1. SpaceX Considers Spinning Off Starlink 

Starlink is the satellite constellation SpaceX is deploying for global internet access. This week President and COO Gwynne Shotwell announced that SpaceX is thinking about taking Starlink public in the next few years. Doing so would allow SpaceX to raise funds and remain private as it works on transporting humans to Mars.

Just this week, BroadbandNow Research reported that 42 million Americans do not have access to broadband. If that number is correct, then offering broadband service to the underserved in the US could represent an addressable market of roughly $10 billion per year.

The Federal Communication Commission recently voted to approve a $20 billion fund designed to ensure that rural America has access to broadband. SpaceX estimates that the Starlink constellation will cost $10 billion to deploy. A key question for SpaceX is how much its customers will have to pay for the antennae.


2. Autonomous Delivery Rolls Through Houston  

This week Nuro, an autonomous delivery startup, received the first exemption from US Federal Motor Vehicle Safety Standards to test vehicles without steering wheels, pedals, or side mirrors, as shown below. Partnering with Kroger, Walmart, and Domino’s, Nuro plans to launch 5,000 of its robot cars in and around Houston during the next two years.

Based on research suggesting that they will be able to deliver food for 5% the cost of human delivery, ARK believes that rolling robots and drones could reshape consumption patterns. Consumers are likely to opt for “just in time” deliveries instead of daily or weekly trips to grocery stores. As a result, food delivery as a percent of total food spending could increase from 1% last year to roughly 40% in 2030. While our research has focused on aerial drones, ARK envisions many different autonomous vehicle form factors emerging in the logistics space.


3. Google’s Meena Chatbot Sounds Almost Like a Human 

During the last two years, conversational artificial intelligence (AI) has enjoyed several breakthroughs. OpenAI’s GPT neural network has generated coherent, long-form text while Google’s BERT has reached human levels of comprehension and question-answering.

Google’s latest breakthrough is Meena, a conversational bot that can conduct an open-ended conversation with human-like behavior. Unlike previous chatbots that tricked human interlocutors by evading questions or admitting that “I don’t know,” Meena appears to follow conversations, debate abstract concepts, and create puns.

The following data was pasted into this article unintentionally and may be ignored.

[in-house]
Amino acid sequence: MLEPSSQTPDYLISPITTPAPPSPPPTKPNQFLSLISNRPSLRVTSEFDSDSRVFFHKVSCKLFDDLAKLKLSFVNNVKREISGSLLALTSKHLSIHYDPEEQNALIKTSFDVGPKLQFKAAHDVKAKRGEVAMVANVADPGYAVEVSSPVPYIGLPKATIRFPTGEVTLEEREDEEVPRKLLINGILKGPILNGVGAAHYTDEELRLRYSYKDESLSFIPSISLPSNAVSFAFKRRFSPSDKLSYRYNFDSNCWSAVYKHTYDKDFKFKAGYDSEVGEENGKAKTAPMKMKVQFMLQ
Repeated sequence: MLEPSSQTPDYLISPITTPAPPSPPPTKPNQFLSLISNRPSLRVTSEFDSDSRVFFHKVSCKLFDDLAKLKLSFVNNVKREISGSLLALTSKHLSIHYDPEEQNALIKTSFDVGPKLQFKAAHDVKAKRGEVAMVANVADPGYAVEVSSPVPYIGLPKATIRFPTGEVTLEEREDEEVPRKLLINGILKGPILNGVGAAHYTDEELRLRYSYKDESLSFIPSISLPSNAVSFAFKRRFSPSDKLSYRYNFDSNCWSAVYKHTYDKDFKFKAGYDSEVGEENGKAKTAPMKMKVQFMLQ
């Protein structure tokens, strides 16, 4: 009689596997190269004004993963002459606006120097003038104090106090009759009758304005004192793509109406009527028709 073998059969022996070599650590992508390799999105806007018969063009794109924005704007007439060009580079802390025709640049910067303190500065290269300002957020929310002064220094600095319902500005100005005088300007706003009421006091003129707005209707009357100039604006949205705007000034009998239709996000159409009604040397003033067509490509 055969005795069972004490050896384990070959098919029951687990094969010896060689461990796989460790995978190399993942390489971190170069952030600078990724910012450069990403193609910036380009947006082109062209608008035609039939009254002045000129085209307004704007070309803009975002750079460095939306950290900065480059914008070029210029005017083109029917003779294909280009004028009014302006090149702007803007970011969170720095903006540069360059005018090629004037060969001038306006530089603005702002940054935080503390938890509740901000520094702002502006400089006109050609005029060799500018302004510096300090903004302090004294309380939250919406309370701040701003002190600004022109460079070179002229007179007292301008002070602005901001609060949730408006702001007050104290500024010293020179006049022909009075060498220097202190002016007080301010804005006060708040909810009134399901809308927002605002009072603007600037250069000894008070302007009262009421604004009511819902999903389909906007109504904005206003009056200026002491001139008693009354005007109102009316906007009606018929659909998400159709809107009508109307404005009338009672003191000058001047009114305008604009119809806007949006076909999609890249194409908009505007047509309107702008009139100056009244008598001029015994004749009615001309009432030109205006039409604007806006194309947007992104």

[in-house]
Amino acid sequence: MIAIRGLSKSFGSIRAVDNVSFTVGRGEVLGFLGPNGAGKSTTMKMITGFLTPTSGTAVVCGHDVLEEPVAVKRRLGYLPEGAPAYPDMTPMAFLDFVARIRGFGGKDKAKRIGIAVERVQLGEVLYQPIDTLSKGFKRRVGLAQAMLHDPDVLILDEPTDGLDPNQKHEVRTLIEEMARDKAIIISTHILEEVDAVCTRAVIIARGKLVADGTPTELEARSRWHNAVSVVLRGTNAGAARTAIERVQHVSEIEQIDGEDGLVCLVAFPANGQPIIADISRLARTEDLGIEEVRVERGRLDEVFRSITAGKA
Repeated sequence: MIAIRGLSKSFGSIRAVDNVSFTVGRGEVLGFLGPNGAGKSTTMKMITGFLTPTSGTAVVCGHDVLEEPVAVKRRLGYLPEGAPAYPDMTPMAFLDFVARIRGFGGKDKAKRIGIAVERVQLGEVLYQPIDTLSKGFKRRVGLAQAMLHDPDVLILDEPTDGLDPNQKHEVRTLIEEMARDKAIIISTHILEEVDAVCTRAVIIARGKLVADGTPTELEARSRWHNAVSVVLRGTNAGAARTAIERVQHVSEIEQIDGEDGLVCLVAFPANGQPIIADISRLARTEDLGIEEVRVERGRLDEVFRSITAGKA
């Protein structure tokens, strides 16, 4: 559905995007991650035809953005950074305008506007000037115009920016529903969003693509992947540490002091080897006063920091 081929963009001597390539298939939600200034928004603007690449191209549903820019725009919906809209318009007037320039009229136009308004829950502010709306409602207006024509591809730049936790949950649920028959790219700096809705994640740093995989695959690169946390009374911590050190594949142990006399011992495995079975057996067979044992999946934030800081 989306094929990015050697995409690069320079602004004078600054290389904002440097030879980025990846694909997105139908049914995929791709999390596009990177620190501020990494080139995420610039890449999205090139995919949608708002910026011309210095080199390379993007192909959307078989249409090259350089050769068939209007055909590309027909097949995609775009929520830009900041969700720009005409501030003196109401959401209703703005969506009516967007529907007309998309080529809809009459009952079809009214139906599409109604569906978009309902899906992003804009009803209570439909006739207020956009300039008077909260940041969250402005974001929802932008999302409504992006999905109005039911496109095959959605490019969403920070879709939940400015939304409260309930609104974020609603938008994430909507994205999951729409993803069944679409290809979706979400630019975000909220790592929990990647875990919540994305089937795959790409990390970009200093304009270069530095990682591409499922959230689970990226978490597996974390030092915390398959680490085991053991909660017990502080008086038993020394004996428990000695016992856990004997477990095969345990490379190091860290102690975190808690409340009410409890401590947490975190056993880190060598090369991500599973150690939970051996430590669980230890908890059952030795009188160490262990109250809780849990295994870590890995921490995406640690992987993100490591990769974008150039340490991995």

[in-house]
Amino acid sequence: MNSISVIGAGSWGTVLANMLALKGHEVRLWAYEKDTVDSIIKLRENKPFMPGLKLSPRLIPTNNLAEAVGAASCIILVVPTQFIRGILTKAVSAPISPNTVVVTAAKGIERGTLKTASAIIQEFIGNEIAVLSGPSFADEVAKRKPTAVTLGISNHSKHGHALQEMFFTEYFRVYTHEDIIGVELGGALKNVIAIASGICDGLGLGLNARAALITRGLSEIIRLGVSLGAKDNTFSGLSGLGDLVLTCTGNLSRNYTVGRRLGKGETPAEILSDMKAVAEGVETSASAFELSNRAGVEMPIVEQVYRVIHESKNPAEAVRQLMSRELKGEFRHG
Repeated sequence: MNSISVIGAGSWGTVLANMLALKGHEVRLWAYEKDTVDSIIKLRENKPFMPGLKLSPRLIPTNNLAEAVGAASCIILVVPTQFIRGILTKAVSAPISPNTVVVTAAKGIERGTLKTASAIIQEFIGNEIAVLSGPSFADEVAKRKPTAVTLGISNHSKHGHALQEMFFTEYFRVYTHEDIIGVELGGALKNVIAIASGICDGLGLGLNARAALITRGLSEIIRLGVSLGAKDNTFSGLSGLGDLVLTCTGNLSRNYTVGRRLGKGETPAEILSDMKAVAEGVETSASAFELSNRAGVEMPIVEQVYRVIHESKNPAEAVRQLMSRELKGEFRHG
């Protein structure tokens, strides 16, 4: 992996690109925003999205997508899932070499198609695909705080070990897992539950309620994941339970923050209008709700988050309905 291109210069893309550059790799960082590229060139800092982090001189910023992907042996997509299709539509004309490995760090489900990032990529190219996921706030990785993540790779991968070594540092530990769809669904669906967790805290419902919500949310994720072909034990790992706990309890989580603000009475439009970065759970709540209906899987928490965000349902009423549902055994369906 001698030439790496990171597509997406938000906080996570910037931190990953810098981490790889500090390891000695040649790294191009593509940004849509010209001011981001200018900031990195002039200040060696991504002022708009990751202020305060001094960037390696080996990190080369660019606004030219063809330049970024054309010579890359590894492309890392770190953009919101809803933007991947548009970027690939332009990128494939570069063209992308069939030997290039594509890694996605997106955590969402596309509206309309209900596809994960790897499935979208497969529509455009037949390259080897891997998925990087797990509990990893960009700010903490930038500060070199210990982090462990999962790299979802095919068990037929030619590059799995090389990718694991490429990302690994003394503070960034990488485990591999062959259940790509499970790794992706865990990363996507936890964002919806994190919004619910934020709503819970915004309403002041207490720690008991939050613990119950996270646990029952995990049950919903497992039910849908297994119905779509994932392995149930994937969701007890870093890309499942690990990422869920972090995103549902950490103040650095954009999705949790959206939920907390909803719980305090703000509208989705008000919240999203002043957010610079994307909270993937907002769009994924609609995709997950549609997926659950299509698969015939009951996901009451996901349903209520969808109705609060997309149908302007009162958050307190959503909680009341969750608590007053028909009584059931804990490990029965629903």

Google created Meena by training a large neural net with unprecedented amounts of data and compute, a tried and true AI technique. It fed more than 341 GB of public online conversations – 40 billion words – into Meena’s neural network, training a Google v3 Tensor Processing Unit Pod for 30 days. Meena scored 79% on the quality of its speech compared to the 56% scored by the previous state of the art AI and the 86% human baseline score.

While too computationally demanding for Siri or Alexa today, Meena hints at the promise of a production-grade AI chatbot at some point in the next few years.


4. Could Snap Kit be Snapchat’s Next Breakthrough? 

Snap Kit, the developer toolkit for Snapchat, has created its second viral app after YOLO. With a user interface/experience that draws from dating services like Tinder, Hoop allows users to discover new friends on Snapchat. Hoop now has more than 2.5 million downloads and is #10 on the Social section of the App Store.

While Snap Kit has been around since June of 2018, it now is gaining popularity among developers looking to target a younger demographic. In its fourth-quarter earnings call this week, management noted that Snap now reaches more than 90% of 13 to 24-year-olds in the U.S.

We believe that Snap Kit could differentiate Snapchat as developers create new use cases for the platform, staying a step ahead of rivals like Instagram that have been copying its most popular features for the last few years.


5. Cash App Partners With E-Sports Team ‘100 Thieves’

In another example of Cash App’s innovative marketing strategy, last Sunday Square sponsored a Twitch stream of e-sports team ‘100 Thieves’ which received 100 million impressions and catapulted the Cash App to the number two spot on the Apple App Store across all categories. ‘100 Thieves’ is not only a group of video gamers but also a fast-growing lifestyle brand with $60 million in venture backing from investors like Sequoia, Group Arnold (the company behind Louis Vuitton), and Drake.

The partnership with ‘100 Thieves’ is another example of Cash App’s savvy marketing strategy which, unlike many competitors, is penetrating highly engaged communities and creating lasting network effects. Cash App’s approach differs from more traditional marketing strategies at fintech startups like Chime and SoFi. Chime recently signed a partnership to display its logo on the jerseys of the NBA’s Dallas Mavericks, a deal that could cost up to $20 million, while lending startup SoFi secured the naming rights to the Rams’ and Chargers’ stadium in LA for an estimated $400 million.

Partly because of unconventional marketing, Cash App enjoyed 3 million downloads in both December 2019 and January 2020, compared to the roughly 2 million that its larger fintech competitor, PayPal’s Venmo, attracted.[1] For more perspective, Chime attracts approximately 500,000 new users per month, while SoFI has registered 7.5 million users since its inception in 2011.[2]

[1] Source for Venmo sign-ups: ARK Investment Management LLC estimate derived from Venmo API.

[2] Chime had 5 million users in early September 2019 and 6.5 million in early December 2019, bringing the average of monthly added users to 500,000 for the three-month period between September and December 2019. SoFi registered users as of May 2019.